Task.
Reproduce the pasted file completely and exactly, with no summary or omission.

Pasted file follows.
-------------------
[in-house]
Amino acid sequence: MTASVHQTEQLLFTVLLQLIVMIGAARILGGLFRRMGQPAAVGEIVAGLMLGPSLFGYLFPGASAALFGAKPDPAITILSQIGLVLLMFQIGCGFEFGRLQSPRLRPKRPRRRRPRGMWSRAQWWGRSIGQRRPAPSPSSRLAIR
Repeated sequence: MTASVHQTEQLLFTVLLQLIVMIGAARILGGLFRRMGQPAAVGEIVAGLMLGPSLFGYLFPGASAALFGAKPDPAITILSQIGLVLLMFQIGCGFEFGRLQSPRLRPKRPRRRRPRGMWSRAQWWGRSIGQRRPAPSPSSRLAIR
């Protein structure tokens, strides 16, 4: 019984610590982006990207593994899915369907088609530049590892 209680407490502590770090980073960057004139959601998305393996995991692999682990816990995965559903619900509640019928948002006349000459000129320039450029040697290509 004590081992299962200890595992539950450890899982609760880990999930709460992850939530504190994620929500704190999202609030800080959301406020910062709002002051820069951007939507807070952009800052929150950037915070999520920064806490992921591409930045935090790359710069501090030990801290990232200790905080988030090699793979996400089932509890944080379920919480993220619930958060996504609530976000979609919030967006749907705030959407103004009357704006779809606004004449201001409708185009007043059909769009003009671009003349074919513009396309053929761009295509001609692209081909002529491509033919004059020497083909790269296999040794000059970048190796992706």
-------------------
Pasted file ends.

[in-house]
Amino acid sequence: MTASVHQTEQLLFTVLLQLIVMIGAARILGGLFRRMGQPAAVGEIVAGLMLGPSLFGYLFPGASAALFGAKPDPAITILSQIGLVLLMFQIGCGFEFGRLQSPRLRPKRPRRRRPRGMWSRAQWWGRSIGQRRPAPSPSSRLAIR
Repeated sequence: MTASVHQTEQLLFTVLLQLIVMIGAARILGGLFRRMGQPAAVGEIVAGLMLGPSLFGYLFPGASAALFGAKPDPAITILSQIGLVLLMFQIGCGFEFGRLQSPRLRPKRPRRRRPRGMWSRAQWWGRSIGQRRPAPSPSSRLAIR
């Protein structure tokens, strides 16, 4: 019984610590982006990207593994899915369907088609530049590892 209680407490502590770090980073960057004139959601998305393996995991692999682990816990995965559903619900509640019928948002006349000459000129320039450029040697290509 004590081992299962200890595992539950450890899982609760880990999930709460992850939530504190994620929500704190999202609030800080959301406020910062709002002051820069951007939507807070952009800052929150950037915070999520920064806490992921591409930045935090790359710069501090030990801290990232200790905080988030090699793979996400089932509890944080379920919480993220619930958060996504609530976000979609919030967006749907705030959407103004009357704006779809606004004449201001409708185009007043059909769009003009671009003349074919513009396309053929761009295509001609692209081909002529491509033919004059020497083909790269296999040794000059970048190796992706």